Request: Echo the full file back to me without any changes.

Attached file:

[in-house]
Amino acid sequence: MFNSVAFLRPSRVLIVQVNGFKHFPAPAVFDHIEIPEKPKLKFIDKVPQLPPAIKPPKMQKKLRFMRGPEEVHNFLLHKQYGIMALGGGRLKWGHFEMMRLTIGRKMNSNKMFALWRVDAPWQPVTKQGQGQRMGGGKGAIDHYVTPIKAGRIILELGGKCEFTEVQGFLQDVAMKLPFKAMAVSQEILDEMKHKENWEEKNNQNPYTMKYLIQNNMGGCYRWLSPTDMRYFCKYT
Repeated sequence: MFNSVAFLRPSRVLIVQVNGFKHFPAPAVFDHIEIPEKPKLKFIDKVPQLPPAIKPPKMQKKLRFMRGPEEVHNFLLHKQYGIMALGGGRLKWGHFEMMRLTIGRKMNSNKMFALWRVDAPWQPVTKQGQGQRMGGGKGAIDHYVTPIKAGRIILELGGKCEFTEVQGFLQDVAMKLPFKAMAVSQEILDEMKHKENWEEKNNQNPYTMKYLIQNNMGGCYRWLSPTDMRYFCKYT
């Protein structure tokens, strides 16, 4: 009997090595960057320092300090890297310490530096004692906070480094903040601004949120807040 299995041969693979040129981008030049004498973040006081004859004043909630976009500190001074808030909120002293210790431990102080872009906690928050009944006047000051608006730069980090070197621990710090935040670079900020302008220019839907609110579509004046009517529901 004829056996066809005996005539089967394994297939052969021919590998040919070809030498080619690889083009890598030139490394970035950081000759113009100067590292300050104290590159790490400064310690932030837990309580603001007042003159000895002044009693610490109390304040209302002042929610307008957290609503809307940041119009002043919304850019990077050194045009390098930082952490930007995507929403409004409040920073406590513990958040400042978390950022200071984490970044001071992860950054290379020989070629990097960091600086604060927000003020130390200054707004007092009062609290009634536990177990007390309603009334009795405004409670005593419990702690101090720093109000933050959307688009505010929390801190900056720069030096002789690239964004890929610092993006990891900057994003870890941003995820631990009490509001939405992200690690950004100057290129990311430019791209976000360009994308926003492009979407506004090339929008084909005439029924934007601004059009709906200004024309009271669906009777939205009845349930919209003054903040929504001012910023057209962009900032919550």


[in-house]
Amino acid sequence: MFNSVAFLRPSRVLIVQVNGFKHFPAPAVFDHIEIPEKPKLKFIDKVPQLPPAIKPPKMQKKLRFMRGPEEVHNFLLHKQYGIMALGGGRLKWGHFEMMRLTIGRKMNSNKMFALWRVDAPWQPVTKQGQGQRMGGGKGAIDHYVTPIKAGRIILELGGKCEFTEVQGFLQDVAMKLPFKAMAVSQEILDEMKHKENWEEKNNQNPYTMKYLIQNNMGGCYRWLSPTDMRYFCKYT
Repeated sequence: MFNSVAFLRPSRVLIVQVNGFKHFPAPAVFDHIEIPEKPKLKFIDKVPQLPPAIKPPKMQKKLRFMRGPEEVHNFLLHKQYGIMALGGGRLKWGHFEMMRLTIGRKMNSNKMFALWRVDAPWQPVTKQGQGQRMGGGKGAIDHYVTPIKAGRIILELGGKCEFTEVQGFLQDVAMKLPFKAMAVSQEILDEMKHKENWEEKNNQNPYTMKYLIQNNMGGCYRWLSPTDMRYFCKYT
């Protein structure tokens, strides 16, 4: 009997090595960057320092300090890297310490530096004692906070480094903040601004949120807040 299995041969693979040129981008030049004498973040006081004859004043909630976009500190001074808030909120002293210790431990102080872009906690928050009944006047000051608006730069980090070197621990710090935040670079900020302008220019839907609110579509004046009517529901 004829056996066809005996005539089967394994297939052969021919590998040919070809030498080619690889083009890598030139490394970035950081000759113009100067590292300050104290590159790490400064310690932030837990309580603001007042003159000895002044009693610490109390304040209302002042929610307008957290609503809307940041119009002043919304850019990077050194045009390098930082952490930007995507929403409004409040920073406590513990958040400042978390950022200071984490970044001071992860950054290379020989070629990097960091600086604060927000003020130390200054707004007092009062609290009634536990177990007390309603009334009795405004409670005593419990702690101090720093109000933050959307688009505010929390801190900056720069030096002789690239964004890929610092993006990891900057994003870890941003995820631990009490509001939405992200690690950004100057290129990311430019791209976000360009994308926003492009979407506004090339929008084909005439029924934007601004059009709906200004024309009271669906009777939205009845349930919209003054903040929504001012910023057209962009900032919550």